files in this project are currently 'maintained' in exactly the same
way as all runtime files with the one exception that they are released
together as a package for the end user's benefit. Every time they're
considered suitably improved they are released to users and a copy sent
to BM. That's how all runtime files are maintained.
Well, as I have been trying to get Bram to realize is that it would be
nice if everyone would just commit their files to a central repository
(the CVS) and then there wouldn’t be a need for separate projects and
the like. If users wanted new version they could just check it out from
there. Perhaps one could even implement a plugin for Vim that
downloaded and installed the newest versions of the runtime files every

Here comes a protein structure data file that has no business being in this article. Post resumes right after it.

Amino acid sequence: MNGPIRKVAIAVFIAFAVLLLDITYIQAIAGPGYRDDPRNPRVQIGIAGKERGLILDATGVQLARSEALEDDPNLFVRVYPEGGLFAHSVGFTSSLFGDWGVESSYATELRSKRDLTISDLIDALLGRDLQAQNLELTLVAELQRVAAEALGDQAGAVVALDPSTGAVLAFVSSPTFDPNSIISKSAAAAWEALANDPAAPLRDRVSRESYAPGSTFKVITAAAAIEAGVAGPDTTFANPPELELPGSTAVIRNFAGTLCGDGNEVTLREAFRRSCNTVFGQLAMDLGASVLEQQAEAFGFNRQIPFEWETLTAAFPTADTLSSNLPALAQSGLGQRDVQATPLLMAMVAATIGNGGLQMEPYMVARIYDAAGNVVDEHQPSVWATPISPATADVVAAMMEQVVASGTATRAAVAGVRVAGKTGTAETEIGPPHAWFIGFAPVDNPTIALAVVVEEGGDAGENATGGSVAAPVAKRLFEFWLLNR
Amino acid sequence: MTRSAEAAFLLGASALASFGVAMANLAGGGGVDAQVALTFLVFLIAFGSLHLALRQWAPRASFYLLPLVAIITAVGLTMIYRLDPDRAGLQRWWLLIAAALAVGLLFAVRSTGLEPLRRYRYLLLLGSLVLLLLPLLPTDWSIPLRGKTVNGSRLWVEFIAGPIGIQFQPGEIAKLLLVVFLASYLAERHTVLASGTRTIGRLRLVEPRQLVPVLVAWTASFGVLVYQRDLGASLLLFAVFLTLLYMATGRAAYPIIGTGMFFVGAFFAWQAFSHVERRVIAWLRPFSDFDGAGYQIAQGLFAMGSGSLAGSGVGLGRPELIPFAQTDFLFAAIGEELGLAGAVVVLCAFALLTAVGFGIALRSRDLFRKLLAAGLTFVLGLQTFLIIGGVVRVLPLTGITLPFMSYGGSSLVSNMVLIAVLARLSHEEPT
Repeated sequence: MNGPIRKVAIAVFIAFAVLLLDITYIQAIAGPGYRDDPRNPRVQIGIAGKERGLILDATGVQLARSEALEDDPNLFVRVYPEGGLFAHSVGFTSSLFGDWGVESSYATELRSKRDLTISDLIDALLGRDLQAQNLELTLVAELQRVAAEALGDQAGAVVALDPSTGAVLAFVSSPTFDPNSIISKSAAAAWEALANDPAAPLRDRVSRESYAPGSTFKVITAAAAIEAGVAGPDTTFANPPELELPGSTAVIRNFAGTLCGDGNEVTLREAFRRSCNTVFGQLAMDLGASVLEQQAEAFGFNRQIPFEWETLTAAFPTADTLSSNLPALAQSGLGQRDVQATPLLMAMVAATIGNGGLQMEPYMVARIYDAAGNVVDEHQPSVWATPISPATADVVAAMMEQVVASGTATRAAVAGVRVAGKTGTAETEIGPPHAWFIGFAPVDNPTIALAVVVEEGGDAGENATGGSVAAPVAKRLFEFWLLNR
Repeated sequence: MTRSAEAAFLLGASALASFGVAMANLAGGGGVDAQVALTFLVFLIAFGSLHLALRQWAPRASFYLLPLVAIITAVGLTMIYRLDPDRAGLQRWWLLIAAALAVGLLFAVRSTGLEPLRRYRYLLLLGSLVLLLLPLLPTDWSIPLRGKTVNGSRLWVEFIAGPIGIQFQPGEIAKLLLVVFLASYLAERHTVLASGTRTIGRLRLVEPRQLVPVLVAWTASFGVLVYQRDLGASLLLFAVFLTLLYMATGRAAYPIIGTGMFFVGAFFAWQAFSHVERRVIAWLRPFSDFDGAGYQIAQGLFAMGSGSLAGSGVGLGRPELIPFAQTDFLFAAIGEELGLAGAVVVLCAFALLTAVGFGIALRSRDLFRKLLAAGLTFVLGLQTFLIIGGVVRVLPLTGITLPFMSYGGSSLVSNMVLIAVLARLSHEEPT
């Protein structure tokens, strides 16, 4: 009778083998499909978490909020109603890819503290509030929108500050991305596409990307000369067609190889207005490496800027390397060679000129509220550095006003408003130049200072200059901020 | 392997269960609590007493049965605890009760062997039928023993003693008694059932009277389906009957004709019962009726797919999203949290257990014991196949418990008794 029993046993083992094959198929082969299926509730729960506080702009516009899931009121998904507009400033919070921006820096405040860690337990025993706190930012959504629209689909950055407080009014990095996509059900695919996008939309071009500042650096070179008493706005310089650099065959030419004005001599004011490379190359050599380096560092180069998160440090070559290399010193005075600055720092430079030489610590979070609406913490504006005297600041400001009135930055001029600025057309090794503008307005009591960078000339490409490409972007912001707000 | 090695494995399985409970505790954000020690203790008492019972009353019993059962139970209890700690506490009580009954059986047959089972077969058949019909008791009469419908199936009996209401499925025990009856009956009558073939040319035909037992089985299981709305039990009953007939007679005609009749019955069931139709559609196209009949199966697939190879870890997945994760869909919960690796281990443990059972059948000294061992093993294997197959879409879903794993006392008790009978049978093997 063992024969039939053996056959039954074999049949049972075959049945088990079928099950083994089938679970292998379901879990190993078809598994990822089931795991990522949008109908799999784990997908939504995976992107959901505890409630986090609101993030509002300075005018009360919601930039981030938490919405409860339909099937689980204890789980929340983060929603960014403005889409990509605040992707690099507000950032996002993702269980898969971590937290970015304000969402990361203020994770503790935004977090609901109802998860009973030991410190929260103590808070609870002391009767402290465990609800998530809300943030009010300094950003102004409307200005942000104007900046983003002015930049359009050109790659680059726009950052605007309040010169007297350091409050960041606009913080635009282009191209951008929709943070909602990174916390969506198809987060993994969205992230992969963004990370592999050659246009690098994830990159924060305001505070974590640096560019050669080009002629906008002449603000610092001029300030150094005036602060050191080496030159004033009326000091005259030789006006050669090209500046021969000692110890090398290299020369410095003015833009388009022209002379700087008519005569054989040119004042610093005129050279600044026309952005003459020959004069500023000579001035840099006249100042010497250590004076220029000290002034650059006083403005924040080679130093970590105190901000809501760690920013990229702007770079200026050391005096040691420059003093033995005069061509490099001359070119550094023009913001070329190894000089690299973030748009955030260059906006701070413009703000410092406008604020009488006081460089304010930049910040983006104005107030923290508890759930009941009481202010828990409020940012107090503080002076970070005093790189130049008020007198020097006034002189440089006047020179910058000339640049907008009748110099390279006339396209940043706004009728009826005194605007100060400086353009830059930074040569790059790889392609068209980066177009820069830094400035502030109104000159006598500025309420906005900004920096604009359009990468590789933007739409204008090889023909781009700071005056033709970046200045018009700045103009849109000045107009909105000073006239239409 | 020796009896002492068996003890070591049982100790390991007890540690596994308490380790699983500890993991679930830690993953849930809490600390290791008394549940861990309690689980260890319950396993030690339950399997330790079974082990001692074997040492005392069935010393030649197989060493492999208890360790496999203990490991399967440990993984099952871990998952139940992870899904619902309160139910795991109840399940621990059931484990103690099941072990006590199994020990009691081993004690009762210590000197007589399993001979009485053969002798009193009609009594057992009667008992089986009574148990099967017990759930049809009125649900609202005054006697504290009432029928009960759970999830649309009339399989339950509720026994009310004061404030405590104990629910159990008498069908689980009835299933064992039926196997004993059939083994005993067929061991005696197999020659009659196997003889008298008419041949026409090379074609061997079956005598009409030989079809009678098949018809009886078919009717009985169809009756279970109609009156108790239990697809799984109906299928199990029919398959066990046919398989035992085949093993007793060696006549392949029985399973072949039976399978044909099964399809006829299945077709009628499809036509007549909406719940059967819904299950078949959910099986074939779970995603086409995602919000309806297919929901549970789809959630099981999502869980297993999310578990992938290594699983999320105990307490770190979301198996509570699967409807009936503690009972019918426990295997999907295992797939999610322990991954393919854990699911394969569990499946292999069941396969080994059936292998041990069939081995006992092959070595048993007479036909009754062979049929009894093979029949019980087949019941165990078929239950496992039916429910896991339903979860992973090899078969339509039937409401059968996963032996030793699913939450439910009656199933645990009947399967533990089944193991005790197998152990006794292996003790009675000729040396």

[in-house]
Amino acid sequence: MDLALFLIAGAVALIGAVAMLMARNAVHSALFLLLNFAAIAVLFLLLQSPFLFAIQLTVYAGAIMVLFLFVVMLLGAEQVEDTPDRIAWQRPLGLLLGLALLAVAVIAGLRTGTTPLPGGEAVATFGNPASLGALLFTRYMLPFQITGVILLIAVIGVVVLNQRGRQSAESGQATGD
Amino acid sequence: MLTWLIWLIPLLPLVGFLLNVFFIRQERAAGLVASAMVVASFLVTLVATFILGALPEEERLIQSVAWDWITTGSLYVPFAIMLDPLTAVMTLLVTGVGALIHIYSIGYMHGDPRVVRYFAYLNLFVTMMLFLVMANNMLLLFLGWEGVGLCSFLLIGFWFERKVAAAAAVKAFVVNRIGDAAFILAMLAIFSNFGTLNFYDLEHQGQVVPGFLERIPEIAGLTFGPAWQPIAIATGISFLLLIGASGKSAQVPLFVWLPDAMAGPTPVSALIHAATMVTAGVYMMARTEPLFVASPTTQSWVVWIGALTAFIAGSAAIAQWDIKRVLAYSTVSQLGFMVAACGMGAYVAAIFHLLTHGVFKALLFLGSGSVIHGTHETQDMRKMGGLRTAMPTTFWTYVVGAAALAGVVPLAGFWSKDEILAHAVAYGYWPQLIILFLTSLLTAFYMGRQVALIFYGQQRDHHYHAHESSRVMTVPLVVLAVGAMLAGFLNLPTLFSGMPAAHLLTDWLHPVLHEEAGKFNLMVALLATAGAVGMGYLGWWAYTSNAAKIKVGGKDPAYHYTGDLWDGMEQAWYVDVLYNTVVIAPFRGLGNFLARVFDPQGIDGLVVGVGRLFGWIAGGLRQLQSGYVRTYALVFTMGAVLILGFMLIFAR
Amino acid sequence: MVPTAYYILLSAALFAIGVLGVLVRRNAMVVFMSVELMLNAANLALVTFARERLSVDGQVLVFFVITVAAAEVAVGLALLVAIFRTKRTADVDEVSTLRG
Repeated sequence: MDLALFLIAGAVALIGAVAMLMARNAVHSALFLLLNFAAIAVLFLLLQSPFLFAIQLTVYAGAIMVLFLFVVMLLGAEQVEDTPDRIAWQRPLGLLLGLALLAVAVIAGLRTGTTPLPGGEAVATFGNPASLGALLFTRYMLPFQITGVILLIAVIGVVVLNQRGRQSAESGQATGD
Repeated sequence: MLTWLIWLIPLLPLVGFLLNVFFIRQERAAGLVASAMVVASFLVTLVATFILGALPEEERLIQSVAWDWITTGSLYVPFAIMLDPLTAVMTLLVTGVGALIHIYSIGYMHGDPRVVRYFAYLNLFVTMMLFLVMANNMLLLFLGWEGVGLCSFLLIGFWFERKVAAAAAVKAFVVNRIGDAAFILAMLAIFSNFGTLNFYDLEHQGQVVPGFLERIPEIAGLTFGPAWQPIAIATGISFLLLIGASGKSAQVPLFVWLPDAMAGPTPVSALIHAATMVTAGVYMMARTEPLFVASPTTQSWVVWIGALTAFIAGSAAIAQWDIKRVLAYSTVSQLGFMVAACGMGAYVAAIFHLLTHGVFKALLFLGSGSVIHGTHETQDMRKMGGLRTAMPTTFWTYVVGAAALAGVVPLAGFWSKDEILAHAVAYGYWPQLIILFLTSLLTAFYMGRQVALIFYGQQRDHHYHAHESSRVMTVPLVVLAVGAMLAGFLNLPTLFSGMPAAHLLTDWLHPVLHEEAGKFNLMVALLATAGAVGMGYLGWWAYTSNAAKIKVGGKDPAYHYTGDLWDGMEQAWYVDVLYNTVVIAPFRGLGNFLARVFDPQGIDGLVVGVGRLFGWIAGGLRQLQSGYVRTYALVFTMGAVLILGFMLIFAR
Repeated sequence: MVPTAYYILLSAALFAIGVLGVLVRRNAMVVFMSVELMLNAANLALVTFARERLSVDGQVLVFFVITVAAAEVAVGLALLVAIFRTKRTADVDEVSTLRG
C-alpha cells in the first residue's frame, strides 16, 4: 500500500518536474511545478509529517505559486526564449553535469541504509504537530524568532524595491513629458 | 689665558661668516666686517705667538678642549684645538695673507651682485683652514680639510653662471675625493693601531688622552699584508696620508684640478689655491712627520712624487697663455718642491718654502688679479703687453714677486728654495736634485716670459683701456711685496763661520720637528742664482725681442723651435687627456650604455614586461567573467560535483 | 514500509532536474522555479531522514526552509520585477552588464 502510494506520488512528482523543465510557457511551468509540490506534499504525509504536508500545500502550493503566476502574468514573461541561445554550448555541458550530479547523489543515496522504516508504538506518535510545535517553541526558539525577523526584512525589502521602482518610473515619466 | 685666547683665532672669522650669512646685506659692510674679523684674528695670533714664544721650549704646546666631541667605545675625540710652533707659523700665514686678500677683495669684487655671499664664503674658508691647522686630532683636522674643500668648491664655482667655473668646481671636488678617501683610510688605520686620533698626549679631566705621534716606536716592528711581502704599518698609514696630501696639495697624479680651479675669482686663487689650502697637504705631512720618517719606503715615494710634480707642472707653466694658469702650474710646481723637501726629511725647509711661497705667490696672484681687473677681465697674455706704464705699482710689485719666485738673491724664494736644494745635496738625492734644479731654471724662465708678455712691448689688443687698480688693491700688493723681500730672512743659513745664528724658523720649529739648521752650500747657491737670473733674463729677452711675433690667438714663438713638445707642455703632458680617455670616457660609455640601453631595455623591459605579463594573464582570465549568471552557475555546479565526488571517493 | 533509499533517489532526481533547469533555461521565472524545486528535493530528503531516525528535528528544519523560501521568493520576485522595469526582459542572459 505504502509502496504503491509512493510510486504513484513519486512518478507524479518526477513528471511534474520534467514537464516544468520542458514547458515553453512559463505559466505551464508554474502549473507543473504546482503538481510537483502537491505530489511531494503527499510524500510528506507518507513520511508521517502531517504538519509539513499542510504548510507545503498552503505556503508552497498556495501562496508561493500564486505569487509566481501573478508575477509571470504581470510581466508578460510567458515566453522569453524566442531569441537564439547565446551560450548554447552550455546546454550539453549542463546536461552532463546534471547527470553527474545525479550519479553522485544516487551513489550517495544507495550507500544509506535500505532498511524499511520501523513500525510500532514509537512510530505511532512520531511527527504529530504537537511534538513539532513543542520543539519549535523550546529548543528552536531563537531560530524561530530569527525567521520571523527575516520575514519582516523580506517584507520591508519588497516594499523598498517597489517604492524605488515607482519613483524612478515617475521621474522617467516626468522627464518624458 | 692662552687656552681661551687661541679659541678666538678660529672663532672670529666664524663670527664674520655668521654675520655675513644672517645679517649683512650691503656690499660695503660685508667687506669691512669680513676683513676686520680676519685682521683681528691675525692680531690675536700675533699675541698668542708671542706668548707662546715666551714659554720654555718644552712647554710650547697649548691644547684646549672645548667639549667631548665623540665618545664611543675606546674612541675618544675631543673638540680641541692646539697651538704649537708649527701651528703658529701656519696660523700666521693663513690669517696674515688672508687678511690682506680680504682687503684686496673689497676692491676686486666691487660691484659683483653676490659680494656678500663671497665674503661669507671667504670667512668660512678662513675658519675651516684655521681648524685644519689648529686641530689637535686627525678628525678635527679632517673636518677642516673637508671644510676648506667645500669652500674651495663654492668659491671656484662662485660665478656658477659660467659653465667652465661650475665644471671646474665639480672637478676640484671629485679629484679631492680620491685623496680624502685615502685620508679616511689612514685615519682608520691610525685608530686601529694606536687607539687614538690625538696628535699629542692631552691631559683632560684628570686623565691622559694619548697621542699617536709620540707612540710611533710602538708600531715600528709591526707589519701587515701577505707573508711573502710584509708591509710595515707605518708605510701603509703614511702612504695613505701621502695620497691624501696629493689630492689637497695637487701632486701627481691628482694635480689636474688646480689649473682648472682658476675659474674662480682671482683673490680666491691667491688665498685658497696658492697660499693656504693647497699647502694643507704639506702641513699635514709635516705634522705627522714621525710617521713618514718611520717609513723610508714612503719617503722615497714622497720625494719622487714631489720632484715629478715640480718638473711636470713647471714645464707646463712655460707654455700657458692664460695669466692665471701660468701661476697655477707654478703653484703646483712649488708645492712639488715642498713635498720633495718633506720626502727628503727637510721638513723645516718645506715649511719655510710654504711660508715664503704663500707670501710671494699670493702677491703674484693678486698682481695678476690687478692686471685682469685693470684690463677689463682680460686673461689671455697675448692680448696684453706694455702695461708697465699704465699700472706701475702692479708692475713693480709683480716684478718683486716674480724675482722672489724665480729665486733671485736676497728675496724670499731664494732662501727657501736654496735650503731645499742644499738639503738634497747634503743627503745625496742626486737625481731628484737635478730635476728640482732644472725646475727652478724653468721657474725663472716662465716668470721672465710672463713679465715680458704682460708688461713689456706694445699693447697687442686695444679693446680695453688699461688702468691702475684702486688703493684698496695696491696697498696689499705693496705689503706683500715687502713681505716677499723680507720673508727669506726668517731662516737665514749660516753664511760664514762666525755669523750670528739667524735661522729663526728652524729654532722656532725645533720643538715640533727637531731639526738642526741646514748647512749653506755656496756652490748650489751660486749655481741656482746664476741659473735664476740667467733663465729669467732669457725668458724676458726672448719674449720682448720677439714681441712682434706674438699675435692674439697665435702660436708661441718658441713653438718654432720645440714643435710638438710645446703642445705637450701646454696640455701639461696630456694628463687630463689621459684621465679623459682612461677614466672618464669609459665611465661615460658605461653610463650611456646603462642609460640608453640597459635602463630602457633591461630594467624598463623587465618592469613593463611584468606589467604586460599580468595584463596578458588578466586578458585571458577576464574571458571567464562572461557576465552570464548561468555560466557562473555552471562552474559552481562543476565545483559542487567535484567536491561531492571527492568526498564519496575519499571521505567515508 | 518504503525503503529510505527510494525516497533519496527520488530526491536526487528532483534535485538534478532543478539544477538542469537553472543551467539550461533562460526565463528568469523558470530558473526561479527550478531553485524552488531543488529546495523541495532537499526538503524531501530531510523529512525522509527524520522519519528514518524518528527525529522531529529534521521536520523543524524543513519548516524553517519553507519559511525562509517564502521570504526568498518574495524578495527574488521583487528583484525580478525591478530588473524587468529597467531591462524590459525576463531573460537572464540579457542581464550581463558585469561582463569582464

so often or per user’s request. That would make for a central, simple,
and above all standard way of dealing with updates to runtime files.
What we are doing with vim-ruby is definitely better than sticking a
URL: header in the .vim, but it’s not great (or we wouldn’t be having
Secondly, there has been some talk of including additions like your
'electric' functions which wouldn't, I imagine, be distributed with
Hm, true, that is a valid point. Some stuff is separate from the Vim
distribution. But this unclear separation of what vim-ruby is (as it
both releases with Vim and independently of it) makes for the confusion
that we see now, where people don’t really know what files they are
using, what versions they have installed, and how to verify that they
have the latest versions. I guess this stems from the rather simplistic
design of the runtimepath in Vim. I’ve tried to get a patch in for at